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Occupy Our Food Supply a Resounding Success

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Occupy Our Food Supply a Resounding Success

Rainforest Action Network

Organizers called the Feb. 27 Occupy our Food Supply day of action a resounding success. The day included more than 100 events across the globe, united an unprecedented alliance of more than 60 Occupy groups and 30 environmental, food and corporate accountability organizations, and featured prominent voices including Indian environmentalist Vandana Shiva, music legend Willie Nelson, actor Woody Harrelson, authors Raj Patel, Anna Lappe, Gary Paul Nabhan, author Michael Ableman and Marion Nestle, among others.

“At this point, we can barely keep up with all the events and blog postings,” said Hillary Lehr, an organizer for Rainforest Action Network, which helped facilitate the day of action. “From mommy bloggers to Occupy groups, we are seeing an enormous spectrum of people respond to Occupy our Food Supply’s call to resist corporate consolidation of our food systems and create socially and environmentally just local solutions. Plain and simple, it is clear that getting big food giants like Cargill and Monsanto out of our food system is an idea whose time has come.”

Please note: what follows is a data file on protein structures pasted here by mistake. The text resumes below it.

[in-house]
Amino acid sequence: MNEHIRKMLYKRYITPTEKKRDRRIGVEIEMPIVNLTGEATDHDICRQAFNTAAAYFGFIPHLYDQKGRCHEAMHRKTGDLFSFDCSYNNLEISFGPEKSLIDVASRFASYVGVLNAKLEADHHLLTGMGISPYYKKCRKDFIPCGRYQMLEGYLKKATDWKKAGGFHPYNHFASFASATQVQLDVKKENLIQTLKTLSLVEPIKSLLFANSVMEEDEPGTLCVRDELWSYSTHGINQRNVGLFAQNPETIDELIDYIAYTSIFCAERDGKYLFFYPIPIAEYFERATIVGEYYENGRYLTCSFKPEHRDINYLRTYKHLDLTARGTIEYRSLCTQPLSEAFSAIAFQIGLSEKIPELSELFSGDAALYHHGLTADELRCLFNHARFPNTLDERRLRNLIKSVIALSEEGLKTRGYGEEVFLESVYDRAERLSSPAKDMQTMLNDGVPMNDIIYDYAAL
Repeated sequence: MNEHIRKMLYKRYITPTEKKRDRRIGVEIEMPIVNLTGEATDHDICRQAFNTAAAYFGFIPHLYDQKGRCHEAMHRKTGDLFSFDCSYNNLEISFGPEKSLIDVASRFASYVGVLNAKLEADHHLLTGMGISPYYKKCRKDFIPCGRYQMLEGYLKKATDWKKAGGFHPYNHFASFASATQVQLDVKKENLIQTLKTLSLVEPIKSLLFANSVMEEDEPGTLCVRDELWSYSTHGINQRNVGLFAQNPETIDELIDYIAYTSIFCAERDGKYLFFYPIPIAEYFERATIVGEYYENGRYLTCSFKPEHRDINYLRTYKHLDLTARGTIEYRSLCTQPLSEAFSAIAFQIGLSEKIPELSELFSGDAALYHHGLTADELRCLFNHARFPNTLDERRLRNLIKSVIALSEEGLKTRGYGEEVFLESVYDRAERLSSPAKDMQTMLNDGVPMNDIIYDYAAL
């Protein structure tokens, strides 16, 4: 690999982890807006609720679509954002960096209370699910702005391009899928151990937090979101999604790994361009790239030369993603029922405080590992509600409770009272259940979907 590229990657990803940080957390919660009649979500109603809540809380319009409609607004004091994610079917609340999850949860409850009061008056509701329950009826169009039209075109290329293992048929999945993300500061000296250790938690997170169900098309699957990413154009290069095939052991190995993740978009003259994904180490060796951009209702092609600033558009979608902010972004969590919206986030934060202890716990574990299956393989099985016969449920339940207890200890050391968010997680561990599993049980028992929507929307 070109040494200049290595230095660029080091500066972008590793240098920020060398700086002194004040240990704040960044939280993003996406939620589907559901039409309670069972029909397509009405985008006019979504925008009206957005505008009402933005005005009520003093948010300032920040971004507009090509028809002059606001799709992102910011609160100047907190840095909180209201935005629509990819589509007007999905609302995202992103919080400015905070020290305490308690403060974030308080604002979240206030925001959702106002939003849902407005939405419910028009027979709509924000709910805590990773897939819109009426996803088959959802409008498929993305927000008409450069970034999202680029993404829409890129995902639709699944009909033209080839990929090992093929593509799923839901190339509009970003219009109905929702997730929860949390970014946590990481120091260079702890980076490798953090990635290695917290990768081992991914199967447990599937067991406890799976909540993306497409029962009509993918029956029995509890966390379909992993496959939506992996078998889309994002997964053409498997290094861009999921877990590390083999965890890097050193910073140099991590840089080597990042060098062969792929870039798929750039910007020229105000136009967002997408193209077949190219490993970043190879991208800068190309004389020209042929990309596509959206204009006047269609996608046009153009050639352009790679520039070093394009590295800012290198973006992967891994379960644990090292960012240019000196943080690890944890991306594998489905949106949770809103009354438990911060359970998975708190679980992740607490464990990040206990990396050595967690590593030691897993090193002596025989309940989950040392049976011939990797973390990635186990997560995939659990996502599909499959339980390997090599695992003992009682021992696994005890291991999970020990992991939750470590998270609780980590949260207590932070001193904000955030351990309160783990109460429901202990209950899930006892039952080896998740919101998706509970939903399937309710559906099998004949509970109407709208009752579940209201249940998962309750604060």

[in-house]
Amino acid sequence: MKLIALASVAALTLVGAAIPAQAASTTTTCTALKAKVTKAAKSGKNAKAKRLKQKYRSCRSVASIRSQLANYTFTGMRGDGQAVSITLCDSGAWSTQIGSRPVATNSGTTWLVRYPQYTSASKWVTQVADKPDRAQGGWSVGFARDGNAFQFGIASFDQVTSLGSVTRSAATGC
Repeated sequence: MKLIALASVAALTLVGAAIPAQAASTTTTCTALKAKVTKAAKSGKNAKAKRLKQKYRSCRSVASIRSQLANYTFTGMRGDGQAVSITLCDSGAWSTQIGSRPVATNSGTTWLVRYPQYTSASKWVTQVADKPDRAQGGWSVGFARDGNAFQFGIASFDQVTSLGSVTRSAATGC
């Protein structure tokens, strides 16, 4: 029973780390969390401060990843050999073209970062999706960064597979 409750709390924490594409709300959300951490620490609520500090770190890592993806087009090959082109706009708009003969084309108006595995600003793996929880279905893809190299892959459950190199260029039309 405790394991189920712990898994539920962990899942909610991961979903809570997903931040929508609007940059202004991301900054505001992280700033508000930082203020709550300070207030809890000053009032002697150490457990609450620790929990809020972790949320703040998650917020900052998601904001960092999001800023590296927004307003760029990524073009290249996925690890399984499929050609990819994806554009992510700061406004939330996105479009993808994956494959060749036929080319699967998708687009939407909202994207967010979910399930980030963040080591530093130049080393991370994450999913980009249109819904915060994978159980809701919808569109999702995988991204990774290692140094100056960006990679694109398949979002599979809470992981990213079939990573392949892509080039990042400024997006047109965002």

Across the globe, online and offline, thousands participated in the events. Events included a 40 person seed exchange at the New York Stock Exchange hosted by Occupy Wall Street; the building of a community garden in Oakland hosted by Occupy the Food System Oakland; the ‘stickering’ of genetically modified foods at more than 20 Safeway and Whole Foods grocery stores across the country; more than 100 people in Wayzata, Minn. convening a Cargill call-in day to CEO Greg Page; and an ‘evict Monsanto’ protest is planned for Feb. 29 at the Monsanto offices in Lockhart, Texas.

“Every stage of the food system involves some sort of destructive or exploitive practice, and we really need to change that,” said Alec Higgins with Occupy Wall Street Food Justice, which organized the seed exchange at the New York Stock Exchange. “Food is at the core of OWS values. We are coming together around this one thing that is so essential to our well being. It's what we eat.”

Occupy our Food Supply also had an online face with a blogger and social media day of action, asking influential bloggers, social media users and blog sites to write on the corporate control of food. More than 75 blogs covered the day, from the prominent Huffington Post to the niche CivilEats and Curvy, Foody, Hungry. On Twitter, the event reported two to three posts per minute using the #F27 hasthtag.

Never have so few corporations been responsible for more of our food chain. Of the 40,000 food items in a typical U.S. grocery store, more than half are now brought to us by just 10 corporations. Today, three companies process more than 70 percent of all U.S. beef, Tyson, Cargill and JBS. More than 90 percent of soybean seeds and 80 percent of corn seeds used in the U.S. are sold by just one company—Monsanto. Four companies are responsible for up to 90 percent of the global trade in grain. And one in four food dollars is spent at Walmart.